Last night I had a discussion with my brother and decided that I would join him on his journey to learn game development. In a month from now he will be starting an 18 month game development program. For the past 5 or 6 years I have enjoyed programming and developing for the web, but I haven't gotten into the world of game dev.
In wanting to help my brother get a better understanding of programming, I offered some of my spare time to teach him what I know about the basics of programming. The thought occurred to me, why not go along for the ride? So here it is; I'm going to try something completely new and teach myself how to build a game over the course of the next year or so.
First thing I wanted to do was go find some game dev communities. Here are the two I have started looking at:
/r/gamedev is a game development community for developer-oriented content. We hope to promote discussion and a sense of community among game developers on reddit.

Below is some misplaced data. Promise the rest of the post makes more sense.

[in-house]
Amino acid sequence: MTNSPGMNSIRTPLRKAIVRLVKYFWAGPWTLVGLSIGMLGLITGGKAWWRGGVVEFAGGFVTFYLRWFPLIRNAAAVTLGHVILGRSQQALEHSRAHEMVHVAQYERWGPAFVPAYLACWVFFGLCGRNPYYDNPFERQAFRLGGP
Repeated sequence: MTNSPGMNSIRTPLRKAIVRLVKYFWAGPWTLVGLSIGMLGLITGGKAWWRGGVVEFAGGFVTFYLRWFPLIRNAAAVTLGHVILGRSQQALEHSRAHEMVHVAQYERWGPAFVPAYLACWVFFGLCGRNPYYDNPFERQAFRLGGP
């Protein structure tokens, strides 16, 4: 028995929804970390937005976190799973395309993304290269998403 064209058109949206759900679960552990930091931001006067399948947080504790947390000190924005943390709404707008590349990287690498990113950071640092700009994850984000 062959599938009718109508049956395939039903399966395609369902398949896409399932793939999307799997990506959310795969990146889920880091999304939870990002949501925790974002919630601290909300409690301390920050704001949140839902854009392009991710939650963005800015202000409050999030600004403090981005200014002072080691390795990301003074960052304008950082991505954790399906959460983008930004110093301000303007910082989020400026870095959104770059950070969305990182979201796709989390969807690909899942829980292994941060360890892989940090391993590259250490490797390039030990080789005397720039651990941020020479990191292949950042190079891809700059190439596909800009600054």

Game Development Stack Exchange is a question and answer site for professional and independent game developers. It's 100% free, no registration required.
These are both sites that I have been using for a long time but only from a web developer stand point. They have been incredible resources and contain so much great stuff. For example, I occasionally listen to podcasts while cleaning. Instead of looking on iTunes for a game-related one, I jumped over to gamedev.stackexchange, found this post and found some great podcasts to listen to. The thing I love the most about these sites is that the community votes on what it finds valuable, so all the great resources and discussions rise to the top. By looking over some of the top voted posts in the game dev sub reddit, I found over 30 hours of Stanford University game dev related lectures. Over on stackexchange, I found this discussion about "How can I effectively manage a hobby game project?" which has some great points.
Moral of the story, the internet has lots of great resources, but I tend to gravitate towards the ones that are driven by large communities. If you haven't heard of these sites before, check them out and bury yourself in what you're trying to learn.